Friday, December 26, 2014

The Art of Writing Reviews: Fathers, Sons, Guns, Hoppe's #9, and a Reloading Press

We're all about the arts here but love to just do what I like to call the review ramble and take you down journeys that you may never go down. Did you read the book or see the movie Journey to the Center of the Earth?

Do you remember how Arne Saknussemm says there's a passage via Snæfell in Iceland? Well, Iceland is not the place to be; I don't care if there's a passage or not.

Gotta love the Northern lights
Photo by Image Editor CC BY 2.0
My dad grew up there and he was always telling me these crazy stories about reindeer and the Northern Lights and guns.

I always thought he was crazy as a kid because I could never see these things. (My parents emigrated to England before I was born.)

Well, the guns I saw. They were in our house and I remember more about him cleaning the guns on the kitchen table.

I always remember a bottle of Hoppe's #9 -- a bore cleaning solvent. My dad use to use this to clean his rifles, and I remember the smell of this stuff being horrible. (He use to say: This'll put hair on your chest. Yeah, dad, and give you cancerous tumors, too.)

Anyway, I never like the smell of it. He'd pull out his big old range bag, then get to work cleaning and lubing rifles after we were at the range.

After I left home, I did not exercise my right to bear arms -- until just recently.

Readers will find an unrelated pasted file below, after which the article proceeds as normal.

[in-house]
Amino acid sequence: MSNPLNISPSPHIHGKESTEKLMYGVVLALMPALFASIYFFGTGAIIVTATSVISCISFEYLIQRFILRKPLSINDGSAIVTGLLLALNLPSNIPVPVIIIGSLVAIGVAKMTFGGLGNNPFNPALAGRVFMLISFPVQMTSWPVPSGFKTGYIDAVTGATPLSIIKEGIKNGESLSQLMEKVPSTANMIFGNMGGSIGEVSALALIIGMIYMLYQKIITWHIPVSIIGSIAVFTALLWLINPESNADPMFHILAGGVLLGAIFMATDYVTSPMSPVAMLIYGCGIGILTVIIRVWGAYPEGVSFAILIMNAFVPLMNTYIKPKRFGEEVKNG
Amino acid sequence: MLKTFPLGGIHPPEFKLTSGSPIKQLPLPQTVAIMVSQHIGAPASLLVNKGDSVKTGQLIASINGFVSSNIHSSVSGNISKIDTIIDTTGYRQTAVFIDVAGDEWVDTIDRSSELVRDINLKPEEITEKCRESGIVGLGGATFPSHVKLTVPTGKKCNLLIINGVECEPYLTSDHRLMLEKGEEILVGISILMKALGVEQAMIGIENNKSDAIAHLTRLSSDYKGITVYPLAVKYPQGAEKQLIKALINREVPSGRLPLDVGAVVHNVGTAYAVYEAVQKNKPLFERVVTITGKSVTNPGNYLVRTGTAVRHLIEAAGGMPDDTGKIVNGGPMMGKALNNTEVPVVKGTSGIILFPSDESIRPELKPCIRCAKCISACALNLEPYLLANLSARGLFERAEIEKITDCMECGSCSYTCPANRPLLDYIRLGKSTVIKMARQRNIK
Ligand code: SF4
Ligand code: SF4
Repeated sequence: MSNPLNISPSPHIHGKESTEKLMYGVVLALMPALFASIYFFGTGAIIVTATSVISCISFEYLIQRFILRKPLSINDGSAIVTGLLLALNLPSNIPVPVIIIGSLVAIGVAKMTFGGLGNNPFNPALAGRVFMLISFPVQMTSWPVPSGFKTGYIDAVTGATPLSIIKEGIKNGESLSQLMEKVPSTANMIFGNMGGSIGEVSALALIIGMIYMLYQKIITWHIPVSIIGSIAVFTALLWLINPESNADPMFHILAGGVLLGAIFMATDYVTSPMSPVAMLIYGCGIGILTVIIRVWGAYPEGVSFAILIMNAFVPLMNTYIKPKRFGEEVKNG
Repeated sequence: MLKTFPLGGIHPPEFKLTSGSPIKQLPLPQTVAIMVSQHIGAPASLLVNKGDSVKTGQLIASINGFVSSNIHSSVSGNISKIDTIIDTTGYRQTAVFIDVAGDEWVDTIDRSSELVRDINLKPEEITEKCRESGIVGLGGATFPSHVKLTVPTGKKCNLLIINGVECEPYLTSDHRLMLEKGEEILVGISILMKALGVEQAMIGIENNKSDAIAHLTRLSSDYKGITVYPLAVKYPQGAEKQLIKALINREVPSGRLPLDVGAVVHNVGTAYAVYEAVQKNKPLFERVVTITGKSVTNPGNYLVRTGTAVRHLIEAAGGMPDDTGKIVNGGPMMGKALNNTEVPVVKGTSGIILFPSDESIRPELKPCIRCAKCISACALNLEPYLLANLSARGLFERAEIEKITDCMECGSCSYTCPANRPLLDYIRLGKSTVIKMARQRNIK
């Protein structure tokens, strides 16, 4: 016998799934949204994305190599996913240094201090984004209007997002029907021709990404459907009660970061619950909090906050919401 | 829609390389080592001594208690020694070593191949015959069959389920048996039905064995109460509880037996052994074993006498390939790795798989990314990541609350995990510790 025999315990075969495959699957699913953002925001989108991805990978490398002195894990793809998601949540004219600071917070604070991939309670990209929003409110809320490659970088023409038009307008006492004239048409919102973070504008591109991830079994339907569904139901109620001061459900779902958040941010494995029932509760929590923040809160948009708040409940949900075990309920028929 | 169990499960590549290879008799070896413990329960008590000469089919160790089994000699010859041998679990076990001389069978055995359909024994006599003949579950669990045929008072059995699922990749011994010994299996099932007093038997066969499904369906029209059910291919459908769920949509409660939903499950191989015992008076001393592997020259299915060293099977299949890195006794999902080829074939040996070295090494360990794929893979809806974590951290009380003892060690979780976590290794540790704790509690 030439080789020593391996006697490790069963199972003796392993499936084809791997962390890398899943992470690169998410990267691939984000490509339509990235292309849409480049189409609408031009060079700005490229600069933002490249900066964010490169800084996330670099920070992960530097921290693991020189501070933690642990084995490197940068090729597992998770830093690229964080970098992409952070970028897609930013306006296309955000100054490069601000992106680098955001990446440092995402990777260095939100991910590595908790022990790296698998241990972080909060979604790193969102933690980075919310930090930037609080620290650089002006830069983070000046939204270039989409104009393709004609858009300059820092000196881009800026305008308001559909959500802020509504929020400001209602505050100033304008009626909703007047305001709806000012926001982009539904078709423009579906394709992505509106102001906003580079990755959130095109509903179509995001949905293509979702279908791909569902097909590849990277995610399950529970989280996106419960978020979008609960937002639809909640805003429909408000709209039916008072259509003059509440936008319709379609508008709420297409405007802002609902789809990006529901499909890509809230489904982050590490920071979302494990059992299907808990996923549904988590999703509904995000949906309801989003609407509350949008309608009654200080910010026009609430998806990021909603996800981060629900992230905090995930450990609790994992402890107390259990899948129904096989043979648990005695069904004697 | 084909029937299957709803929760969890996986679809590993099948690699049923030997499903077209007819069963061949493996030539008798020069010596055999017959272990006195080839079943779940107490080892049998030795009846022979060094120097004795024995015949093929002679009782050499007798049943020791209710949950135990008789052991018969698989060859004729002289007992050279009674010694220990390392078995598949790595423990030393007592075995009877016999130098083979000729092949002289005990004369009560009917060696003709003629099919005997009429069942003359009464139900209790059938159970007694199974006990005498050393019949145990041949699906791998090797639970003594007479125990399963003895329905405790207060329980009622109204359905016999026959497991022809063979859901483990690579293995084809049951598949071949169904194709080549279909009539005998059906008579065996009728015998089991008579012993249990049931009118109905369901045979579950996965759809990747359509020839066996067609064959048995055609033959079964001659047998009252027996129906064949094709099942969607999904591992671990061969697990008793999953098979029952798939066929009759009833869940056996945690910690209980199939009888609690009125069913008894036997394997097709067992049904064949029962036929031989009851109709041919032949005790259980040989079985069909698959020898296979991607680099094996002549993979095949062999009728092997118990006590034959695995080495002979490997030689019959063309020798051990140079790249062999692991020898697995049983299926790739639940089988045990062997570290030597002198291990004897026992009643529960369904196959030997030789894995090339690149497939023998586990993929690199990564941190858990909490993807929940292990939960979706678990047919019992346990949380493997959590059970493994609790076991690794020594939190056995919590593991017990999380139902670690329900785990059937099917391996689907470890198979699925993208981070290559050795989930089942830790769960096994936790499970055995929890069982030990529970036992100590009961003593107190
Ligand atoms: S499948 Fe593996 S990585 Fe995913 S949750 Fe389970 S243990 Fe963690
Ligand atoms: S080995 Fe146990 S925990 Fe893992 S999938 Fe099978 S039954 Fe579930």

I lived in a small, rural town -- about minutes away from a larger city of about 50K. The need to protect myself with a weapon was not needed because the crime rate is super low.

There was no firing range within a 30 mile radius of me so I just never bought one.

Fast forward 25 years and I still live in a rural town but I'm now in the country. (Forget that rural city living crap.) I'm also pretty close to a firing range and want to teach my son how to handle a weapon.

So, we've been going to the range about once a week. He likes it And I find it a good time to bond with the boy -- just as I did with my dad while cleaning, lubing, and reloading his guns.

This now means I needed a way to clean and lube the rifles after practice. (We even bought one of the best reloading presses on the market as a way to bond in the garage.) And that brings us back to Hoppe's 9.

I bought a bottle of it -- what else was I going to use -- and don't think it smells bad at all. It has a fruity smell to me nowadays and I don't remember it being like that when I was a youngster.

Anyways, it still works great at cleaning powder and rust. My biggest complain is the child-proof cap. It's more like adult-proof to me!

I don't know if Hoppe's changed the formula and smell of this stuff or I just did not have good memories of it before. Oh, well.

I did end up reading reviews of gun cleaning kits before I purchased one. I bought an Otis kit, which was around $50 bucks.

It's a deluxe model that cleans rifles and pistols. I don't have a pistol but there's always an option.

It comes in a nice little carry case that fits in my shooting range duffel bag. The Otis model is a little different than the Hoppe's kits.

Otis uses cables instead of long rods. I like the cables a little better because they can be wound up compared to those long rifle rods.

Many of the gun cleaning kit manufacturers sell wooden boxes with their kits, which are just too big.

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